This week, during the school Easter half-term, I’ve temporarily had the bags back as all their handles needed repairing. The Learning Officer at the Hancock, told me that the 13 bags I have made are used, on average, by 10,000 school children a year on self led school workshops! This is a remarkable number and the photos I have taken and used on this post show how the bags look today – almost like new!

Under the Sea, Octopus Bag

Under the Sea, Octopus Bag

One of the most fun bags I’ve created was the Octopus Bag, which not only meant I could work with beautiful colours and fabrics to evoke the colours of the sea, but that I could also have a great time with freeform crochet to make an octopus hat for the school children to wear whilst taking about and exploring the octopus habitat.

My youngest daughter modelling the Octopus hat!

My youngest daughter modelling the Octopus hat!

Camouflage is an important aspect of the way ac octopus lives, so I also create a mat to aid teachers when introducing the idea of camouflage.

Octopus camouflage mat.

Octopus camouflage mat.

Another very popular bag, deals with the Arctic and that’s the Polar Bear bag and as you can see from the photos it is great fun! I ensured that when I made the polar bear paws, they were accurate in size to help the school children understand the enormity of the creature!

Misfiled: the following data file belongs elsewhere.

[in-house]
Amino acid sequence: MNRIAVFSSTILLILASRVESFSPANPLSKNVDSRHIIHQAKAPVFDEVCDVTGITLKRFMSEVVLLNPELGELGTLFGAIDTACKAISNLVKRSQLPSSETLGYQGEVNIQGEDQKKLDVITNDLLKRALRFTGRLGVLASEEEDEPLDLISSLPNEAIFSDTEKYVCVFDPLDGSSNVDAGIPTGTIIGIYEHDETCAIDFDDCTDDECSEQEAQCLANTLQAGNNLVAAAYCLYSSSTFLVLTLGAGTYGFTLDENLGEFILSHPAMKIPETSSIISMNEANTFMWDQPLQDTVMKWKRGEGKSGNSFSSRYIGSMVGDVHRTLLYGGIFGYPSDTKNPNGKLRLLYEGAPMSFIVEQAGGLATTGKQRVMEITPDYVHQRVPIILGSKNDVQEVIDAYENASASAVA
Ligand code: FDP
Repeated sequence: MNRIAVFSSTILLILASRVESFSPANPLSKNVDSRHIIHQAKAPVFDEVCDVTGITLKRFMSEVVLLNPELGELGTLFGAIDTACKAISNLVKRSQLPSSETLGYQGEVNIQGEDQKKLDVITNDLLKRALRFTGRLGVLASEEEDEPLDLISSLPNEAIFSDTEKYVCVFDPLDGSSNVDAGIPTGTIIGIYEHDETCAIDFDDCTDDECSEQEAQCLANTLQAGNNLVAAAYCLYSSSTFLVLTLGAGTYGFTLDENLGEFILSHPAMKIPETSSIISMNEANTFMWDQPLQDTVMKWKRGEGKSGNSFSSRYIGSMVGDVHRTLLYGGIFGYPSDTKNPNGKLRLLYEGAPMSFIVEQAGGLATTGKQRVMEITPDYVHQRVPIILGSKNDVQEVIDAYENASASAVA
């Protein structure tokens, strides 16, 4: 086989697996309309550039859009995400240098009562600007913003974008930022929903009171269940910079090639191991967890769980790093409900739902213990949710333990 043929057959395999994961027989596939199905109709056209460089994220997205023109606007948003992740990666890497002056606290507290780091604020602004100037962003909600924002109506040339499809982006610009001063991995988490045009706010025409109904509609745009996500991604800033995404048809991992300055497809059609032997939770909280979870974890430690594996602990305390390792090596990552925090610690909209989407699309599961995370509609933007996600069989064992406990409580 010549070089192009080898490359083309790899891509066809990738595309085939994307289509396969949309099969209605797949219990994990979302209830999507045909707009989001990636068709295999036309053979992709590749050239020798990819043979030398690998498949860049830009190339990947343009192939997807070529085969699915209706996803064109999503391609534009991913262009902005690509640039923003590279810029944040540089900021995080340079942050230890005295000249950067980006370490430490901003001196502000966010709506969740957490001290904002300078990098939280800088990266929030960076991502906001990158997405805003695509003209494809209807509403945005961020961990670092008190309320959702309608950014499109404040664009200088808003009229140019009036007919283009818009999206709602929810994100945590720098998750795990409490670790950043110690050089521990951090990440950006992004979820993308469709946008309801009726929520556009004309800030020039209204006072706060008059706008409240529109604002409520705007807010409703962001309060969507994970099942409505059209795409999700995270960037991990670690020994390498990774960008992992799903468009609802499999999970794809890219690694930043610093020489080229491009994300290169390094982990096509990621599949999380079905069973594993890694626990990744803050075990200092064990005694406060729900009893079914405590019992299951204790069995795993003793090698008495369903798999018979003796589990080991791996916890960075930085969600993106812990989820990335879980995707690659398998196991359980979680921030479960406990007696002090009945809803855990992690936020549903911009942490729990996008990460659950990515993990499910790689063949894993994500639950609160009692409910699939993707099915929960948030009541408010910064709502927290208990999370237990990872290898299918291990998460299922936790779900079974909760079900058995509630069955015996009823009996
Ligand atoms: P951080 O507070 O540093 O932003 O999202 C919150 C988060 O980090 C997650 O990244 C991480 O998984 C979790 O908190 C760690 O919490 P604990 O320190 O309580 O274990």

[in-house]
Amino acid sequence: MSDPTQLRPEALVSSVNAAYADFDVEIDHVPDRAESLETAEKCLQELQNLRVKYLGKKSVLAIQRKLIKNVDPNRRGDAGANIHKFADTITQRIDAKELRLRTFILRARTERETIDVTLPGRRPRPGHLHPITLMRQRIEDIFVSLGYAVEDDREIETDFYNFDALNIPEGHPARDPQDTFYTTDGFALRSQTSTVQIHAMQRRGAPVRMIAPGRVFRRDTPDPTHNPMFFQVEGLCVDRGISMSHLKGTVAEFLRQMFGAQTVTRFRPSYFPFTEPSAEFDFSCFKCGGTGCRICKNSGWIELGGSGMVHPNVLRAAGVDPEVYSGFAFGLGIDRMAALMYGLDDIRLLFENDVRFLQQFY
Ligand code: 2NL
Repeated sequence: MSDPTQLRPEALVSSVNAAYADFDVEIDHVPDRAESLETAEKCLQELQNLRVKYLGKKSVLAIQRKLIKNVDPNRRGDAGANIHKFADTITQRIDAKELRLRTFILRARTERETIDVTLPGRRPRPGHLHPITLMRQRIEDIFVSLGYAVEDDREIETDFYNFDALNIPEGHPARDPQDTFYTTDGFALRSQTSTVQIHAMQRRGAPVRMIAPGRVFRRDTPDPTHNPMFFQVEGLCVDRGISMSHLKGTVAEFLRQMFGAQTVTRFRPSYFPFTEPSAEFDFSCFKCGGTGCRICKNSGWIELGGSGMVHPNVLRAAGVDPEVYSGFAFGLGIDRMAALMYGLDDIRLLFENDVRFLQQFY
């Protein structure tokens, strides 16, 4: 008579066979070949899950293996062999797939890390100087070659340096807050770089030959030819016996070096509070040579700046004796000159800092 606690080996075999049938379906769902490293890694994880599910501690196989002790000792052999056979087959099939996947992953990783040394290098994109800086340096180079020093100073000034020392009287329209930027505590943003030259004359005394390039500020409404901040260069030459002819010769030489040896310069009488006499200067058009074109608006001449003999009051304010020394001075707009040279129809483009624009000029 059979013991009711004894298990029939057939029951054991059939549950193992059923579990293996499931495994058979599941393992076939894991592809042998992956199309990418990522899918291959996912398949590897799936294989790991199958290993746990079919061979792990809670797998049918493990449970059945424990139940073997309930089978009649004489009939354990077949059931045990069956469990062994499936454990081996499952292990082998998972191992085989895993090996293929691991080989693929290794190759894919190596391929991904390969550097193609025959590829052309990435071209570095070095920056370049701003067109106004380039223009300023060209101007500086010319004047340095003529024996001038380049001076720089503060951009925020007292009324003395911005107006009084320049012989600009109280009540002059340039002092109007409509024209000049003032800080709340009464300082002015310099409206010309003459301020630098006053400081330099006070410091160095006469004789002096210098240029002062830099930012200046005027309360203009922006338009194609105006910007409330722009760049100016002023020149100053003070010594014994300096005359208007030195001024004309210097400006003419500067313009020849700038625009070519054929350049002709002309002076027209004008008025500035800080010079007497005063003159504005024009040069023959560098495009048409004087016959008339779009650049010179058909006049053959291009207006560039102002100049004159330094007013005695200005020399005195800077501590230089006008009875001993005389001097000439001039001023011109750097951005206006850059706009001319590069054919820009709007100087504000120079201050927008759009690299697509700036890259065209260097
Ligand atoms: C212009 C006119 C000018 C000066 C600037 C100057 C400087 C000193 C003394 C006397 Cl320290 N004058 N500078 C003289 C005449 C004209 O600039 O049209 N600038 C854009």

Polar Bear Bag.

Polar Bear Bag.

My youngest daughter modelling the polar bear nose and paws.

My youngest daughter modelling the polar bear nose and paws.

Squirrel for the Woodland Bag.

Squirrel for the Woodland Bag.

Squirrel's 'Drey'.

Squirrel’s ‘Drey’.

Above is a picture of a squirrel’s ‘Drey’ or nest, with other elements like crinkly sound making leaves and acorns.

Meadowland Bag, the Durham Argus butterfly.

Meadowland Bag, the Durham Argus butterfly.

Dinosaur pre-history bag.

Dinosaur pre-history bag.

This coming week, I’m making some additional elements to the dinosaur bags, to help school children with the visual understanding of fossils. These photos show some of the bags that these additional pieces will be put in. The bags deal with the swamps, the nests they built, creatures that evolved in the seas, reptiles and amphibians.

Evolving creatures.

Evolving creatures.

Evolving creatures under the sea.

Evolving creatures under the sea.

Besides the Hancock Museum, I have also made the Animal and Habitat Bags for Sunderland Museum and Winter Gardens and the Victoria Museum and Art Gallery in Liverpool.

Marsh Harrier habitats bag contents.

Marsh Harrier habitats bag contents.

Marsh harrier mask and wings.

Marsh harrier mask and wings.

Owl bag and contents, including dressing up wings and mask.

Owl bag and contents, including dressing up wings and mask.

Once I have completed the new pieces to go into the dino bags this week, I shall then begin fabric painting a banner to be used for schools to be used as a resource in the Egyptian workshops. The image will show a section from the weighing of the heart in the Book of the Dead.